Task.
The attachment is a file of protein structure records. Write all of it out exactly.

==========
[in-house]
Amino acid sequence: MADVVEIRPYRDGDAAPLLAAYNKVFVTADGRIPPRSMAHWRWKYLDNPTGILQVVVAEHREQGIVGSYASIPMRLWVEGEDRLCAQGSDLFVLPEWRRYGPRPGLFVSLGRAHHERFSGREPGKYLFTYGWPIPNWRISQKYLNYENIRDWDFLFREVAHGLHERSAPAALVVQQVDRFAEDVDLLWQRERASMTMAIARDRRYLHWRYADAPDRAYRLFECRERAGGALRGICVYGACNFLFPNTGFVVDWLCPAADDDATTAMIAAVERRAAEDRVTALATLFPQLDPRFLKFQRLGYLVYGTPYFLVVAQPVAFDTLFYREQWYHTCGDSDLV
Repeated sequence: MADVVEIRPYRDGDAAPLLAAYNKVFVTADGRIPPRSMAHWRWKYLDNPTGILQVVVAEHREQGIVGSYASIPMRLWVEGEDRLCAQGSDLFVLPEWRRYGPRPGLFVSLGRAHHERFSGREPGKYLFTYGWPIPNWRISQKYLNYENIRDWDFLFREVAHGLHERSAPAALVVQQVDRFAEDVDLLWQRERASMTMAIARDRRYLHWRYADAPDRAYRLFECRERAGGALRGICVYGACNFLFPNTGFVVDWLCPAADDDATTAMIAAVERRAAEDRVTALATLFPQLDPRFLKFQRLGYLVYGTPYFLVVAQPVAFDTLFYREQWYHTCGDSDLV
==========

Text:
[in-house]
Amino acid sequence: MADVVEIRPYRDGDAAPLLAAYNKVFVTADGRIPPRSMAHWRWKYLDNPTGILQVVVAEHREQGIVGSYASIPMRLWVEGEDRLCAQGSDLFVLPEWRRYGPRPGLFVSLGRAHHERFSGREPGKYLFTYGWPIPNWRISQKYLNYENIRDWDFLFREVAHGLHERSAPAALVVQQVDRFAEDVDLLWQRERASMTMAIARDRRYLHWRYADAPDRAYRLFECRERAGGALRGICVYGACNFLFPNTGFVVDWLCPAADDDATTAMIAAVERRAAEDRVTALATLFPQLDPRFLKFQRLGYLVYGTPYFLVVAQPVAFDTLFYREQWYHTCGDSDLV
Repeated sequence: MADVVEIRPYRDGDAAPLLAAYNKVFVTADGRIPPRSMAHWRWKYLDNPTGILQVVVAEHREQGIVGSYASIPMRLWVEGEDRLCAQGSDLFVLPEWRRYGPRPGLFVSLGRAHHERFSGREPGKYLFTYGWPIPNWRISQKYLNYENIRDWDFLFREVAHGLHERSAPAALVVQQVDRFAEDVDLLWQRERASMTMAIARDRRYLHWRYADAPDRAYRLFECRERAGGALRGICVYGACNFLFPNTGFVVDWLCPAADDDATTAMIAAVERRAAEDRVTALATLFPQLDPRFLKFQRLGYLVYGTPYFLVVAQPVAFDTLFYREQWYHTCGDSDLV